Located at 625 Fogg Street. The mural actually faces Ewing Avenue, except for a little addendum on the Fogg side. Chromatics has parking, though don’t park long unless you are doing business there. Maybe park at Tenessee Brew and enjoy the art along with your beer?

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Black and white mystery

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Sometimes my investigative skills fail me. This arresting mural is found on a concrete wall that helps form a private yard behind the Sun Diner and the Patsy Cline Museum. The Johnny Cash Museum is next door, and the wall actually attaches to the back corner of Tequila Cowboy (based on that website, no one over twenty-eight ever goes inside Tequila Cowboy). When I first saw it, I figured my work was already done, that I would quickly figure out who Alton Ross is, and what he has to do with skulls. I found nothing. There are Alton Rosses out there, but none I could find a connection to here. No connection to any of the neighboring businesses turns up. A few folks have posted pictures of themselves standing in front of this mural. One guy used a lot of punk rock hashtags with his photo, but that led nowhere. So, if you know what this is about, let me know!

Located behind 105 Third Avenue South (Sun Diner), at the end of the alley/parking lot that heads south from Broadway between Broadway Brewhouse and Tequila Cowboy. If you are on the 100 block of Fourth Avenue South and look across the parking lot to the Patsy Cline Museum sign, the mural is below that sign.

Just a few feet away

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Thousands of people pass by this exuberant graffiti installation every day and never see it (or maybe get just a tiny glimpse). It lies underneath Spring Street, alongside the railroad tracks that wend their way through the spaghetti junction where Spring, Dickerson, Main and Ellington Parkway all come together, and with Jefferson and I-24 just a little way away. Make that tens of thousands, maybe more, come close every day but never see it. I first caught glimpse of these murals from quite a distance – you can just see them from where Foster Street crosses the railroad tracks, but it was a longer distance down the tracks than I cared to walk. After much map studying and driving around, I realized the best access was right off Ellington, where there is a pull off area right under the bridge. There is also a good sized homeless encampment just south of the bridge, also hidden from view of the many thousands of drivers who pass through here each day.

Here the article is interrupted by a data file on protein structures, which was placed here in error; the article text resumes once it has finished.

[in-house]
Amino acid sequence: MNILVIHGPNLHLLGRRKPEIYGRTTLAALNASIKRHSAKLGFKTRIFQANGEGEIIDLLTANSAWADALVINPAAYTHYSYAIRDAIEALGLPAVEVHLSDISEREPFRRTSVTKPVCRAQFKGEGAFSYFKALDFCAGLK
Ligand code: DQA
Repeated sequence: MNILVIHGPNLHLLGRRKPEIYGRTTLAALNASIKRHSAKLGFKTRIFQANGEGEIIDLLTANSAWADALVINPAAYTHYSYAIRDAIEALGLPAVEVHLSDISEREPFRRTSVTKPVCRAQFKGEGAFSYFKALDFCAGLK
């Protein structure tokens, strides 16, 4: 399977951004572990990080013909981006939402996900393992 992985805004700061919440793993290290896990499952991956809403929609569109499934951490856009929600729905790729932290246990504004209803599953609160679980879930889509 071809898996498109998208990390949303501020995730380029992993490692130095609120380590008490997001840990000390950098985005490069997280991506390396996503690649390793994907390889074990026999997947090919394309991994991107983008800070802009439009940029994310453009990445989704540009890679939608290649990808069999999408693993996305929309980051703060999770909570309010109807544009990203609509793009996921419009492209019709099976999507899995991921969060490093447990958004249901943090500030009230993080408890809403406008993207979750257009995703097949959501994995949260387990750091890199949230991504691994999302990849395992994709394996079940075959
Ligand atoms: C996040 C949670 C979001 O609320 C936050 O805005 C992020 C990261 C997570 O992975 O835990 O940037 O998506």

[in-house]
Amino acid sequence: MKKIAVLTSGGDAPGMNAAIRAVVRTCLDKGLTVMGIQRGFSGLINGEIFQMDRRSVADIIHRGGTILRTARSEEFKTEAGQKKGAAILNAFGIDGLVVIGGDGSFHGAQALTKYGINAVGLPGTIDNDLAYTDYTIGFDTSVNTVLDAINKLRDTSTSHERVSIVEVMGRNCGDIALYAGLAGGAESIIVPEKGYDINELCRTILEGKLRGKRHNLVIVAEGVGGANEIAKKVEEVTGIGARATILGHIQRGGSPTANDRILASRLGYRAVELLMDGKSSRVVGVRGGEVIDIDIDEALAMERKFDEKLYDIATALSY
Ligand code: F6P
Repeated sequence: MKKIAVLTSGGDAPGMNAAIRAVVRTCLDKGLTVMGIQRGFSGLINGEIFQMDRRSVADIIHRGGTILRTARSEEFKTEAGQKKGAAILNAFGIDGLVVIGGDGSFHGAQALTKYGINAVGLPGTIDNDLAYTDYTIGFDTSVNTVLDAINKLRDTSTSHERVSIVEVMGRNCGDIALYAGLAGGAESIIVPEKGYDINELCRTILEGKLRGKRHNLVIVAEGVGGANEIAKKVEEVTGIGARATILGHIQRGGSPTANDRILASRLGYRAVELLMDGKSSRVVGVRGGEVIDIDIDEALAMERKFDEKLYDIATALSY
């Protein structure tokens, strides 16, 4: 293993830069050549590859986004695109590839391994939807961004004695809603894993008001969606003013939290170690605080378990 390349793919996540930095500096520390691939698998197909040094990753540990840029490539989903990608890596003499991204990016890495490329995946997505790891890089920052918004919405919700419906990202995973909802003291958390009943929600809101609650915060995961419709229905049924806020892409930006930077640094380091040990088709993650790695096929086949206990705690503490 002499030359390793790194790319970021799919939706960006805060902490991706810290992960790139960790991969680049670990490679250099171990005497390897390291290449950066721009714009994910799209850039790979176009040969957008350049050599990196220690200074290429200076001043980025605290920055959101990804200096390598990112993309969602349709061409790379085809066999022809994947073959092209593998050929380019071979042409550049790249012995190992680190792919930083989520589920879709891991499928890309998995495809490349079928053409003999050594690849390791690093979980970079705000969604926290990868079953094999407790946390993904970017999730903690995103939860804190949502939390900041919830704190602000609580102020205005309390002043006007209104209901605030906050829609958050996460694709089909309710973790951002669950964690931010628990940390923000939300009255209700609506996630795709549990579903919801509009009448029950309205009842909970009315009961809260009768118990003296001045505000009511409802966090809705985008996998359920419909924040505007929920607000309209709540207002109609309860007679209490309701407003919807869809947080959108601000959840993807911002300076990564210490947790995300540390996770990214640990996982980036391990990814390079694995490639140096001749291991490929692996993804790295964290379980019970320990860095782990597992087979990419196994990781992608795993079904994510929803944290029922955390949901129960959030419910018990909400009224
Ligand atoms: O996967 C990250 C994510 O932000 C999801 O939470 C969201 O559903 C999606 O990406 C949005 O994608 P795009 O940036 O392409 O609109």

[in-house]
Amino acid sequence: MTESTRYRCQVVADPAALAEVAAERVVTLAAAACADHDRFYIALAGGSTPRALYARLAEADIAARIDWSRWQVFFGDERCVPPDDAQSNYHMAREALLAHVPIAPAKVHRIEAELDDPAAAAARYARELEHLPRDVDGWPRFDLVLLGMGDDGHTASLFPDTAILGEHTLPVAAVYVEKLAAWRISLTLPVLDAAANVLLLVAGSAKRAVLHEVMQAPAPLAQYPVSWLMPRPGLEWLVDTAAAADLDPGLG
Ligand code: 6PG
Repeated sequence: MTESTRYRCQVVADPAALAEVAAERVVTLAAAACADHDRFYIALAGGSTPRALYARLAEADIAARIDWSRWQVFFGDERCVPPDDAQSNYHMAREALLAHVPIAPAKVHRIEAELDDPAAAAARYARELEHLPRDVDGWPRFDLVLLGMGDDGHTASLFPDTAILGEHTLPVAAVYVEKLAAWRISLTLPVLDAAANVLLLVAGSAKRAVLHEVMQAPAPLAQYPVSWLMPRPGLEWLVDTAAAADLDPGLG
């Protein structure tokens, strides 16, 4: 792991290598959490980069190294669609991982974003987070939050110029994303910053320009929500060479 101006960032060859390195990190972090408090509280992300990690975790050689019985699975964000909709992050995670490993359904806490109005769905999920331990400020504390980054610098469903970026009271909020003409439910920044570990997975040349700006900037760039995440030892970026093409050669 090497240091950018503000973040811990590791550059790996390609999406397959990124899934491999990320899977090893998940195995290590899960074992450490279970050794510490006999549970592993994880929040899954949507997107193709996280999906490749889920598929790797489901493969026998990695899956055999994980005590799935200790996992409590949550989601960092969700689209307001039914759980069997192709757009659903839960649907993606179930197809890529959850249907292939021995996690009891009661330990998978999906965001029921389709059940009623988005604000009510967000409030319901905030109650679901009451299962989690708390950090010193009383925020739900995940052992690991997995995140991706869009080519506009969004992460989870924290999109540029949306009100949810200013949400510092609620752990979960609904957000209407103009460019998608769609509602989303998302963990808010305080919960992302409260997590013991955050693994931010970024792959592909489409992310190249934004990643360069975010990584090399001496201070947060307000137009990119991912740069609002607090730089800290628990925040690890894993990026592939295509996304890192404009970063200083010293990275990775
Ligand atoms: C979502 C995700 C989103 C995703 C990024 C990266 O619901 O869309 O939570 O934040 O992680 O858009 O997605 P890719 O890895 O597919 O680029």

Located under Spring Street, as it passes over the railroad tracks that parallel Ellington Parkway. The easiest way to reach this site is to get on Ellington at or north of Cleveland Street, heading south. Just past the Spring Street/I-24/I-65 exit, there is an area where you can pull under the bridge. It may also be possible to reach it by foot from the west side of the bridge just west of 5th and Main. Google Earth shows a gravel “road” starting from First Street North at A-1 Fun Cycle that parallels the tracks up to the spot – maybe if you have a dirt bike? To be clear, I have no idea if any of this is legal, and there is a large homeless encampment less than 100 feet south from where the murals are.

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Guitars and automobiles

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Just because of how many artists are involved, this is a complicated mural to talk about. The “Gibson Tribute Wall” is a product of the Nashville Walls Project. The NWP is a collective of artists and local leaders, organized by Brian Greif, that seek to cover much of downtown and beyond with major art pieces, and are already responsible for a number of major projects. It’s sponsored in part by Gibson Custom Division, and FirstBank donated in particular for this piece. While the NWP seeks to bring in international artists for its projects, this mural was put together by Nashville artists. Starting at far left, the striped deer with butterflies is by Herb Williams, who is known for his multicolored animals, large and small, including a tiny butterfly that seems to have escaped the main mural (see below). Next is a work by Chris Zidek, who signs his work Zidekahedron and among other things did the octopus in Uncovered! Sam Dunson is responsible for the laughing hashtag man, while Emily Miller‘s work is recognizable to anyone who’s been in this town for very long (and keeps their eye open for guerrilla poster art). Finally, the young boys fishing on Leggo blocks are the work of Brian Donahue, who, like your intrepid blogger, is a professor at Tennessee State University.

Located at 213 Third Avenue North, between Chruch and Union, on the north wall of the building. The lot in front of the mural is a Premiere Parking lot, which Google Maps labels as Bank Alley. Bank Alley crosses Printer’s Alley just to the right of this mural. Obviously, there’s parking, but like just about everywhere downtown, it’s not free. The mural is well lit – grab a taxi or a ride share and make it part of your pub crawl on Printer’s Ally!